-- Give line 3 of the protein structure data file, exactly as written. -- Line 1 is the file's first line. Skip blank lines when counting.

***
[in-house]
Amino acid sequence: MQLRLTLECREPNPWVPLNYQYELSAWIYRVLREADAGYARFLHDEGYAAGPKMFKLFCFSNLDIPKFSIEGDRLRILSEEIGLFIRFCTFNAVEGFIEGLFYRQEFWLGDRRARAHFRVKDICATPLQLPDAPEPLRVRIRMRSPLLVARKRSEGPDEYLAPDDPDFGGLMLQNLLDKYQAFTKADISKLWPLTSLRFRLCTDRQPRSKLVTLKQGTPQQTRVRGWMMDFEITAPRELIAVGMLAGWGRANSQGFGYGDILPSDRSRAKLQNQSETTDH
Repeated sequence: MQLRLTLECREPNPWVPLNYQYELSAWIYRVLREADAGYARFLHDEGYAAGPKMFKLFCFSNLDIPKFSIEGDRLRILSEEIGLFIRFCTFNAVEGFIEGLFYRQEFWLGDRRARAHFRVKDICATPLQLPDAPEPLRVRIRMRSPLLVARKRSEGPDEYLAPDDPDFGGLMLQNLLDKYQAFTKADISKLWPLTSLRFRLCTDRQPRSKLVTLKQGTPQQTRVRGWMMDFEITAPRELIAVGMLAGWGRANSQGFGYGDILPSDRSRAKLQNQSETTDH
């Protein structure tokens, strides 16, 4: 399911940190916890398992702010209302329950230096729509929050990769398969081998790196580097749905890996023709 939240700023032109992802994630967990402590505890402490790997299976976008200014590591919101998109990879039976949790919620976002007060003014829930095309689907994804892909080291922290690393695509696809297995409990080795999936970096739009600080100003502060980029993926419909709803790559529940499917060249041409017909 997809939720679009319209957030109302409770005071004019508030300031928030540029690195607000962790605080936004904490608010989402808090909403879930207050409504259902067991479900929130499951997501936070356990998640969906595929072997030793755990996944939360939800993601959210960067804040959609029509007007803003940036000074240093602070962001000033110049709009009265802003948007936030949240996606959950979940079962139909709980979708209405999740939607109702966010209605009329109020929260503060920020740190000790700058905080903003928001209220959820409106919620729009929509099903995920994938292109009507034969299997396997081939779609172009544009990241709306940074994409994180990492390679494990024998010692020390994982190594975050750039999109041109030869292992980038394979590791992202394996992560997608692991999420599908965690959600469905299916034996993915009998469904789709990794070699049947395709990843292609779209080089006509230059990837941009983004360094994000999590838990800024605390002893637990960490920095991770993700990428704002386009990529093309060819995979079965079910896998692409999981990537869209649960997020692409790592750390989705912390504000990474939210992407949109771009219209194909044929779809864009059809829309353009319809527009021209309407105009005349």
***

Repeated sequence: MQLRLTLECREPNPWVPLNYQYELSAWIYRVLREADAGYARFLHDEGYAAGPKMFKLFCFSNLDIPKFSIEGDRLRILSEEIGLFIRFCTFNAVEGFIEGLFYRQEFWLGDRRARAHFRVKDICATPLQLPDAPEPLRVRIRMRSPLLVARKRSEGPDEYLAPDDPDFGGLMLQNLLDKYQAFTKADISKLWPLTSLRFRLCTDRQPRSKLVTLKQGTPQQTRVRGWMMDFEITAPRELIAVGMLAGWGRANSQGFGYGDILPSDRSRAKLQNQSETTDH